My name is Celena Todora, and I am a fourth-year PhD student in the English Department’s Composition Program. My dissertation explores how activists working within the field of prison education—whether through community or university efforts—employ, experience, and navigate institutional and abolitionist rhetorical frameworks. As my research focuses on the intersection between prison education and the abolition movement, I became inspired to work with Let’s Get Free (LGF)—a grassroots Pittsburgh-based abolitionist organization that supports women and trans prisoners in Pennsylvania.
Prior to receiving the Humanities Engage Immersive Fellowship, I was engaged with LGF as a volunteer grant writer and attendee at rallies. With this fellowship, I am deepening my involvement with the organization by working more closely with their emerging prison education initiative, Let’s Get Smart. As LGF is a volunteer-run group, they were excited that I would be able to commit to working 100 hours with them. In my work with LGF, I have split my time between facilitating Let’s Get Smart and coordinating grant proposals. I am grateful for the opportunity to apply my scholarly interests in prison education more purposefully within an activist arena.
Half of my commitment to this project involves facilitating the Let’s Get Smart initiative, building upon my knowledge and experience within the field of prison education. Let’s Get Smart’s vision is to provide all people in prison access to 21st century education and training through Massive Open Online Courses (MOOCs), which are free and currently available outside prison to anyone with internet access. While Let’s Get Smart has been in the works for a long time, LGF needed someone to help get the project off the ground, and they were thrilled that I was up to the task. As a prison education scholar, I am deeply invested in increasing higher education opportunities for incarcerated people, and thus I am excited to bolster LGF’s capacity to do so in western PA. My responsibilities include organizing monthly committee meetings, coordinating volunteers, connecting with LGF’s incarcerated members, and taking steps toward expanding access to education in PA prisons. Currently, I am coordinating a contact plan to bolster support from potential partners and stakeholders. So far, we have reached out with our project proposal to many people in Pennsylvania’s Department of Corrections, including superintendents and school principals of local prisons. Although I have only been working for about a month on Let’s Get Smart, this project has exponentially increased my understanding of abolitionist perspectives on prison education and showed me that there are venues beyond the university that are receptive to and empowered by my academic interests and skills.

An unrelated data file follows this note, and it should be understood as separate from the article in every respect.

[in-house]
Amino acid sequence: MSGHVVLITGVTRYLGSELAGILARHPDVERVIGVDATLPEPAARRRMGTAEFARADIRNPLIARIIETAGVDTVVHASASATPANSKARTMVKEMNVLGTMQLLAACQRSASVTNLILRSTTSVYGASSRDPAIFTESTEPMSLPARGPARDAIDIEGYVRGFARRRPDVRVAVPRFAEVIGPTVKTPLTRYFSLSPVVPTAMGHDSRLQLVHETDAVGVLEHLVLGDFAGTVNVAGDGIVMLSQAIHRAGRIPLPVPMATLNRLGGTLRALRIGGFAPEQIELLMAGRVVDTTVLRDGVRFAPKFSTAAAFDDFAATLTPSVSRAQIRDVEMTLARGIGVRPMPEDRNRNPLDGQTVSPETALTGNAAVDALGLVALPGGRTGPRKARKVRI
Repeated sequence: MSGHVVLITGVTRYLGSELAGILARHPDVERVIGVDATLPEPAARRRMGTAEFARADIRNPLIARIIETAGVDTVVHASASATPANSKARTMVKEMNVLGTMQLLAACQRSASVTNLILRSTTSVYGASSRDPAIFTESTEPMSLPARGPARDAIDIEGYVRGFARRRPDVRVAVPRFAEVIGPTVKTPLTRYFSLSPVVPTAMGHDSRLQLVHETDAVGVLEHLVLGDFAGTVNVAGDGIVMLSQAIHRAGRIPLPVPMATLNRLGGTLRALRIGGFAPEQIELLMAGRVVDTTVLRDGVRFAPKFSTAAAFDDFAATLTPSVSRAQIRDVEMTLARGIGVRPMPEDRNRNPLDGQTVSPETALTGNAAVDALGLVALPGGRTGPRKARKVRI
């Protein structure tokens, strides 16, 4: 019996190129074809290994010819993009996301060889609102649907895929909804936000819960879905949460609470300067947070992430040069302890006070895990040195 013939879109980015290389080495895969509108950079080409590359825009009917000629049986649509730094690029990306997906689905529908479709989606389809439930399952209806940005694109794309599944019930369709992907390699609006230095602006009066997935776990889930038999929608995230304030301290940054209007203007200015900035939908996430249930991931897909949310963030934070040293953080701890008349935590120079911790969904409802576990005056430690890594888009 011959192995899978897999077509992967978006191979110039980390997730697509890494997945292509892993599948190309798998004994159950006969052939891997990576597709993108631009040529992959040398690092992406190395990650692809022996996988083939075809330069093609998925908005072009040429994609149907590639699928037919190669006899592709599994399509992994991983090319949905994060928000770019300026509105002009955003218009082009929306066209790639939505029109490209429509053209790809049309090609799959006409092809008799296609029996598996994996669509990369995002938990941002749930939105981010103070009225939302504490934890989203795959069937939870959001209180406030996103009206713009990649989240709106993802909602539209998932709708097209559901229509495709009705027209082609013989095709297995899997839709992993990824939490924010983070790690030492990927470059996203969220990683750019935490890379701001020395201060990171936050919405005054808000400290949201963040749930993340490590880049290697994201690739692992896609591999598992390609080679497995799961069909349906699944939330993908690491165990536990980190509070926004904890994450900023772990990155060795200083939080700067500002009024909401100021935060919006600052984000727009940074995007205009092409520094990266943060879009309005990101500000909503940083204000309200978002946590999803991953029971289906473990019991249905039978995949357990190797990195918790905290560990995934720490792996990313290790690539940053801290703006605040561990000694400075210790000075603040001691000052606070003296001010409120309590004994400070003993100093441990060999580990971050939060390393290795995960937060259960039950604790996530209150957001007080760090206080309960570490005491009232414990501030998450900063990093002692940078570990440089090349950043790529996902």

The second component of my immersive fellowship utilizes and develops my grant writing and research skills to support Let’s Get Smart as well as LGF’s larger mission. My goal is to complete three grant applications over the course of my fellowship. This work will entail my own research and writing contributions, delegating tasks for volunteers and Grants Committee members, researching funding opportunities, and keeping fundraising records. So far, I have created a grants-tracking spreadsheet in LGF’s Google Drive and written a letter of inquiry to a local foundation. As the immersive fellowship progresses, I will continue to track the progress of grants that we have already applied for and those we will apply for in the future as well as work with the Grants Committee to coordinate grant applications. I hope that my grant writing work with LGF will secure funding to support their capacity as a grassroots advocacy organization in the fight to end mass incarceration.
My training in the humanities has imbued my work and character with a passion for social justice that complements LGF’s mission. As many activist-scholars like myself believe, theoretical conversations within the walls of the university are not enough for forwarding humanistic ideals, and I see my work with LGF as extending my doctoral training toward greater social justice outcomes. Through conversations, LGF organizers and I found that we are similarly invested in education as a mode for personal enrichment and growth—as opposed to neoliberal approaches that prioritize utilitarian, tangible outcomes—and view such a perspective as essential for implementing higher education initiatives within carceral settings. While our humanistic values already align to a large extent, this does not mean that we will not have much to learn from one another about activism and collaboration. I am grateful and excited for this opportunity to work with LGF to work toward the end of mass incarceration, as well as making the world a little better for those currently incarcerated.